Can changes in cortical excitability distinguish progressive from juvenile myoclonic epilepsy?

Authors

  • Radwa A.B. Badawy,

    1. Department of Neurology, Austin Health, Heidelberg, Victoria, Australia
    2. Department of Medicine, Epilepsy Research Centre, University of Melbourne, Melbourne, Victoria, Australia
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  • Richard A.L. Macdonell,

    1. Department of Neurology, Austin Health, Heidelberg, Victoria, Australia
    2. Department of Medicine, Epilepsy Research Centre, University of Melbourne, Melbourne, Victoria, Australia
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  • Graeme D Jackson,

    1. Department of Neurology, Austin Health, Heidelberg, Victoria, Australia
    2. Department of Medicine, Epilepsy Research Centre, University of Melbourne, Melbourne, Victoria, Australia
    3. Brain Research Institute, Florey Neuroscience Institutes Heidelberg West, Heidelberg, Victoria, Australia
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  • Samuel F. Berkovic

    1. Department of Neurology, Austin Health, Heidelberg, Victoria, Australia
    2. Department of Medicine, Epilepsy Research Centre, University of Melbourne, Melbourne, Victoria, Australia
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Address correspondence to Professor Richard Macdonell, MD FRACP, Director of Neurology, Department of Neurology, Austin Health, Studley Road, Heidelberg, Victoria 3084, Australia. E-mail: richard.macdonell@austin.org.au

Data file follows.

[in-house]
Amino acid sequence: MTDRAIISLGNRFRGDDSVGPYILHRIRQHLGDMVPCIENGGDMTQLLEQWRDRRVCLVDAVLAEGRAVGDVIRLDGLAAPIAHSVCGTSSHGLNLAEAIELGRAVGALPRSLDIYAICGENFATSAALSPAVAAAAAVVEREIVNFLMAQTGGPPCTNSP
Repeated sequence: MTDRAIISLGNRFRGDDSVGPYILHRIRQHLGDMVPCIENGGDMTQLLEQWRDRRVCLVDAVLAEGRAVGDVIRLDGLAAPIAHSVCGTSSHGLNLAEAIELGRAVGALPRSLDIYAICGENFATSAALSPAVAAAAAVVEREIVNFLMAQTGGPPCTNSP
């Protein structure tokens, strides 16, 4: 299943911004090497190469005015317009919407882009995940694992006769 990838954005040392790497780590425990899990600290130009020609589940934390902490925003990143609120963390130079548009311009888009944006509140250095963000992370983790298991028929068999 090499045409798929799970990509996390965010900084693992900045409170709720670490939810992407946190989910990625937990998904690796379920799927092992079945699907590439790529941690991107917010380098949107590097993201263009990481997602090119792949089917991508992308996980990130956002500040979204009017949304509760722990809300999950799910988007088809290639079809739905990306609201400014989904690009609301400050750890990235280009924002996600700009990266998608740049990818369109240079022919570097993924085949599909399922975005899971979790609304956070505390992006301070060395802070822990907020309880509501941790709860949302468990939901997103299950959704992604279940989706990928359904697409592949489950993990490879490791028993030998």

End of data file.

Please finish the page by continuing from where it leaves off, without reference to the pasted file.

Summary

Purpose: We used transcranial magnetic stimulation (TMS) to investigate whether there were any characteristic cortical excitability changes in progressive myoclonic epilepsy (PME) compared to juvenile myoclonic epilepsy (JME).

Methods: Six patients with PME were studied. Motor threshold (MT) at rest and recovery curve analysis using paired-pulse stimulation at a number of interstimulus intervals (ISIs) was determined. Results were compared to those of 9 patients with chronic refractory JME and 10 with chronic well-controlled JME.

Results: PME showed a marked increase in cortical excitability at all the long ISIs (p < 0.01), compared to refractory JME (effect sizes ranging from 1.4 to 1.9) and well-controlled JME (effect sizes ranging from 2.0 to 2.4). Significant differences at the short ISIs 2–5 ms were seen only on comparison with the well-controlled group (p < 0.05, effect size 0.6, 0.7). There were no significant differences in MTs of PME compared to either JME groups.

Conclusion: Our findings demonstrate specific differences in cortical excitability using TMS between PME and those with JME, particularly at long latencies in the paired-pulse paradigm, implicating a role for γ-aminobutyric acid (GABA)B-mediated networks.

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